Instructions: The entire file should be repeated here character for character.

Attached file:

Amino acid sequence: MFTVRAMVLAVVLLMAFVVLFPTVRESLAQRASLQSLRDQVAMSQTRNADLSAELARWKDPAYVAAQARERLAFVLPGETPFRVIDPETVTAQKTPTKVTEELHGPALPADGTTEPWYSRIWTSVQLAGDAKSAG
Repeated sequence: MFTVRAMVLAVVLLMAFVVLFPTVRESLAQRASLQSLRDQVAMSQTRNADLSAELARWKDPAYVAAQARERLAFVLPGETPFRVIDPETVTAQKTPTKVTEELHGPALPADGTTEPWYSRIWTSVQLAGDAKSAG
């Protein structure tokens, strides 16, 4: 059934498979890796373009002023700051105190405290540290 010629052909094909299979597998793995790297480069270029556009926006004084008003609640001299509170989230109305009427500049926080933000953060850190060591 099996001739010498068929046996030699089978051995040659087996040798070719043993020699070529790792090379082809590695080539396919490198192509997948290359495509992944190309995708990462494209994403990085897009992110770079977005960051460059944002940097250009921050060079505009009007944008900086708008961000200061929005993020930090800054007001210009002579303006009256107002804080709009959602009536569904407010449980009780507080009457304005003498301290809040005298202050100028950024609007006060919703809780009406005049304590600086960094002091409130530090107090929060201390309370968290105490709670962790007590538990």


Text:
Amino acid sequence: MFTVRAMVLAVVLLMAFVVLFPTVRESLAQRASLQSLRDQVAMSQTRNADLSAELARWKDPAYVAAQARERLAFVLPGETPFRVIDPETVTAQKTPTKVTEELHGPALPADGTTEPWYSRIWTSVQLAGDAKSAG
Repeated sequence: MFTVRAMVLAVVLLMAFVVLFPTVRESLAQRASLQSLRDQVAMSQTRNADLSAELARWKDPAYVAAQARERLAFVLPGETPFRVIDPETVTAQKTPTKVTEELHGPALPADGTTEPWYSRIWTSVQLAGDAKSAG
């Protein structure tokens, strides 16, 4: 059934498979890796373009002023700051105190405290540290 010629052909094909299979597998793995790297480069270029556009926006004084008003609640001299509170989230109305009427500049926080933000953060850190060591 099996001739010498068929046996030699089978051995040659087996040798070719043993020699070529790792090379082809590695080539396919490198192509997948290359495509992944190309995708990462494209994403990085897009992110770079977005960051460059944002940097250009921050060079505009009007944008900086708008961000200061929005993020930090800054007001210009002579303006009256107002804080709009959602009536569904407010449980009780507080009457304005003498301290809040005298202050100028950024609007006060919703809780009406005049304590600086960094002091409130530090107090929060201390309370968290105490709670962790007590538990």